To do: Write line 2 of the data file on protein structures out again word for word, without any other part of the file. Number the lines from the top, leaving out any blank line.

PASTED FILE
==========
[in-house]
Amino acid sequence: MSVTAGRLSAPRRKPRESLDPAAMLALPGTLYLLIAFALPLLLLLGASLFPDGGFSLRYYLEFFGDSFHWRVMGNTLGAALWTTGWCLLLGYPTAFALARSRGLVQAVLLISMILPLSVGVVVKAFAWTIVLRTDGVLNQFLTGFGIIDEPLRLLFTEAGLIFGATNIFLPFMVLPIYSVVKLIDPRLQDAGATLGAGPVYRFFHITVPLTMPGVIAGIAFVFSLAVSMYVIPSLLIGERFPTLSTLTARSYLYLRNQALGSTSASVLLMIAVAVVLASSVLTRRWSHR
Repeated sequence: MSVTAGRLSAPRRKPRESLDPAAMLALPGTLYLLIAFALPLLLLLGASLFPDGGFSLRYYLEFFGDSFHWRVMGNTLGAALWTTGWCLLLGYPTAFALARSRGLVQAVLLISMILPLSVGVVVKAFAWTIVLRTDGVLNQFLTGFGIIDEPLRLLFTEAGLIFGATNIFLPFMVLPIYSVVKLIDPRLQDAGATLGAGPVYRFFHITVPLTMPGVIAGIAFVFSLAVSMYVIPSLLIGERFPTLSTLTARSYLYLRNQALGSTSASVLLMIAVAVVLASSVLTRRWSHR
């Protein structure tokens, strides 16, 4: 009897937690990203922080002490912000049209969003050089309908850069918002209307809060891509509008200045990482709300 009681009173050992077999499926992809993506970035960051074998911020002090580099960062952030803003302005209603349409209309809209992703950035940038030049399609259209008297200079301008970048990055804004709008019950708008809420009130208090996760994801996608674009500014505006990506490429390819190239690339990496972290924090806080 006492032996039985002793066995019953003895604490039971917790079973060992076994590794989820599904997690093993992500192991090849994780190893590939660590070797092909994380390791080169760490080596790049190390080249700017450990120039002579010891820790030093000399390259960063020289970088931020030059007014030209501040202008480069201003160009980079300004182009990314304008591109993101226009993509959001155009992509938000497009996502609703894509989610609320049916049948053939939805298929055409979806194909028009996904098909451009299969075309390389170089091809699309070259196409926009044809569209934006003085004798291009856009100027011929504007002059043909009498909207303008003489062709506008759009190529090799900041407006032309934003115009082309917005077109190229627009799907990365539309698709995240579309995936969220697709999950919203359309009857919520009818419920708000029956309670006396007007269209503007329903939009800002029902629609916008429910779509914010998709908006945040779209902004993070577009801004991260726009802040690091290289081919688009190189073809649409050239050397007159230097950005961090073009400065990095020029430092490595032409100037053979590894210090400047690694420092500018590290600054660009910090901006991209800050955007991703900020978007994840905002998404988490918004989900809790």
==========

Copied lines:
Amino acid sequence: MSVTAGRLSAPRRKPRESLDPAAMLALPGTLYLLIAFALPLLLLLGASLFPDGGFSLRYYLEFFGDSFHWRVMGNTLGAALWTTGWCLLLGYPTAFALARSRGLVQAVLLISMILPLSVGVVVKAFAWTIVLRTDGVLNQFLTGFGIIDEPLRLLFTEAGLIFGATNIFLPFMVLPIYSVVKLIDPRLQDAGATLGAGPVYRFFHITVPLTMPGVIAGIAFVFSLAVSMYVIPSLLIGERFPTLSTLTARSYLYLRNQALGSTSASVLLMIAVAVVLASSVLTRRWSHR